Copyright: What do you want to do?
- These pages are not legal advice. We cannot accept any liability if we are wrong.
- Copyright means respecting the rights of the person who wrote or created the thing you are copying. Please remember it might be your work being copied one day.
- Always acknowledge the source of the material you copy from (or use) in anything you produce, to avoid plagiarism. Read more on our referencing pages or see the University How to Study guide.
- There are different laws for different types of media and the different ways of copying. Please follow the links in the left column to learn more. If you are in doubt, ask your Academic Liaison Librarian.
- There are legal limits to any copying or scanning. You are legally required to abide by these limits.
- If you are making a copy to earn money in any way, then you are almost certain to need permission to copy. This could be a conference here at Roehampton if it aims to make a profit.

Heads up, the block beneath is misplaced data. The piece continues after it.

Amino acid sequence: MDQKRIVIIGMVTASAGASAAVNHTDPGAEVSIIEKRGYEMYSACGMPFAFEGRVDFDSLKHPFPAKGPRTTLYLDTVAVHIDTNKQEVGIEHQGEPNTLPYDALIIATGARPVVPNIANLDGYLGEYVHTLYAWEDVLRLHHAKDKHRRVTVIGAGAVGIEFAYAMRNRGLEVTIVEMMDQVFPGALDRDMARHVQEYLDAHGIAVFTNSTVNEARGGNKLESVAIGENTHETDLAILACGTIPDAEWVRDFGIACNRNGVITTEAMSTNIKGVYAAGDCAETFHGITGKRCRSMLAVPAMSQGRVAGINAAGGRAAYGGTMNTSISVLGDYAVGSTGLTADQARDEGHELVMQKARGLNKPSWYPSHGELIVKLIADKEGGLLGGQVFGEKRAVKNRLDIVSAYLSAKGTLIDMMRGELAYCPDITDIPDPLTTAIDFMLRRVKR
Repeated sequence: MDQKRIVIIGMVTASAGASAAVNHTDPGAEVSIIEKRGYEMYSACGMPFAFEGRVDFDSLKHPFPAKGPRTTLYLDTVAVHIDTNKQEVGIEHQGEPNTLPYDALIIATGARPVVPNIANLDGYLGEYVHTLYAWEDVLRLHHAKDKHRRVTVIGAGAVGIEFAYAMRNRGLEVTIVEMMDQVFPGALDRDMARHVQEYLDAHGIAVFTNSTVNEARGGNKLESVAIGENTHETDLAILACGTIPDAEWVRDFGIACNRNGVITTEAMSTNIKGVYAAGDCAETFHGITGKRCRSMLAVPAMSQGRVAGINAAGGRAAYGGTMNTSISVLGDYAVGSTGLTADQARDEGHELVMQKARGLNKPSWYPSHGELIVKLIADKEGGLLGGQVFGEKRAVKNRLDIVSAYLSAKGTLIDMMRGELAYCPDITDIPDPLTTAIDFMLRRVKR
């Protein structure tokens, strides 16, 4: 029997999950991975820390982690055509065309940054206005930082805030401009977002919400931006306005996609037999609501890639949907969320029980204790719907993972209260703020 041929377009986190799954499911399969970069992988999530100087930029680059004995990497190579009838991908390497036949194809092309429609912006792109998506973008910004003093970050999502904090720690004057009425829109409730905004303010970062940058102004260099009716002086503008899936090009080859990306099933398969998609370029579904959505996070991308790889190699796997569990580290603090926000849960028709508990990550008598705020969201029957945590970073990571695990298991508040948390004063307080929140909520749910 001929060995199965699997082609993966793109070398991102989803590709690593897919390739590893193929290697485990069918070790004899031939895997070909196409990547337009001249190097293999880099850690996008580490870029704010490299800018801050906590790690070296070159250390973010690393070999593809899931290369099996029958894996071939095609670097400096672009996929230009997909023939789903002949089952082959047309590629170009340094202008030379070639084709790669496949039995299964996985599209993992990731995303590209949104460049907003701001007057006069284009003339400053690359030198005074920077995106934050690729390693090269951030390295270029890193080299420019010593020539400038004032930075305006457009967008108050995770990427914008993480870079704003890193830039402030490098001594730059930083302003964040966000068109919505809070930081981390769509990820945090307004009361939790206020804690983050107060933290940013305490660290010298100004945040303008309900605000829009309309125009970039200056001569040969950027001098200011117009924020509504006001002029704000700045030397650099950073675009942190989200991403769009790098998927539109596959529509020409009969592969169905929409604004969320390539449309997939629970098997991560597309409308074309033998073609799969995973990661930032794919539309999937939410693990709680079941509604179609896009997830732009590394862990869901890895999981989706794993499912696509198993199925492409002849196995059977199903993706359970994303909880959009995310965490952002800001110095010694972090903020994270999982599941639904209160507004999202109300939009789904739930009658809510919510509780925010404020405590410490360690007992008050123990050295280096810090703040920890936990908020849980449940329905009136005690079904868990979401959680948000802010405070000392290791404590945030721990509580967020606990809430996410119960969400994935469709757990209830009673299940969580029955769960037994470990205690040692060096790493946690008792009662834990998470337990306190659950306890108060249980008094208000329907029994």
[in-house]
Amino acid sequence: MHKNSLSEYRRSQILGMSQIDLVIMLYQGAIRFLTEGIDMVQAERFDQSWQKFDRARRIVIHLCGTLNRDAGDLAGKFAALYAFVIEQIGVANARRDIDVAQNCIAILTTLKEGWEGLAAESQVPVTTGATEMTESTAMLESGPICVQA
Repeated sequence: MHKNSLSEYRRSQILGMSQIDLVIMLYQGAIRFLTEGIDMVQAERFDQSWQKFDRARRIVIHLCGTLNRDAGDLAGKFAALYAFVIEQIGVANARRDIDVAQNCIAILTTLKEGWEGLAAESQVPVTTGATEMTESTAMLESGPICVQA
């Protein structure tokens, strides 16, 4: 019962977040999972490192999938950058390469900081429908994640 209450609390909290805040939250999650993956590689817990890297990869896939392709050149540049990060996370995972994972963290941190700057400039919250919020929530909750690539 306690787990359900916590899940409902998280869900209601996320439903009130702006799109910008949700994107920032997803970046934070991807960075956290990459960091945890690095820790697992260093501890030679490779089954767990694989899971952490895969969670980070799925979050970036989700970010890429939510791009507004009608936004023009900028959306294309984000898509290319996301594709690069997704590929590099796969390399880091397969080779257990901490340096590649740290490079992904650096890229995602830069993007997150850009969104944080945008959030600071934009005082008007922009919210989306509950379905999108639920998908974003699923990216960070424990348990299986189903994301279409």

- Visually Impaired People (VIPS) and anyone whose disability makes it hard for them to hold printed pages or to focus on pages (but not people with dyslexia) can have many things copied in to different formats. Please ask Student Services or your Academic Liaison Librarian for more information.
- Please don’t ask staff to do something they are not allowed to do and respect them if they say they cannot.
- If you don’t know what to do please email Sue Clegg and ask for advice.
For advice on what you can copy, please click one of the links to find the more detailed page
Much more detailed advice can be found at the UK Government Intellectual Property Office web site.
There is also very useful copyright guidance for online resources on the JISC web site which is targeted at teaching and research needs. The Copyright Tool Kit and Digital Copyright with Confidence provide practical information and advice.
For advice on protecting your own copyright
Read the University Intellectual Property Policy which sets out your rights as a student or employee.
If you want your work to be available to the wider community, but with limits on how it can be used, you could use a Creative Commons licence.
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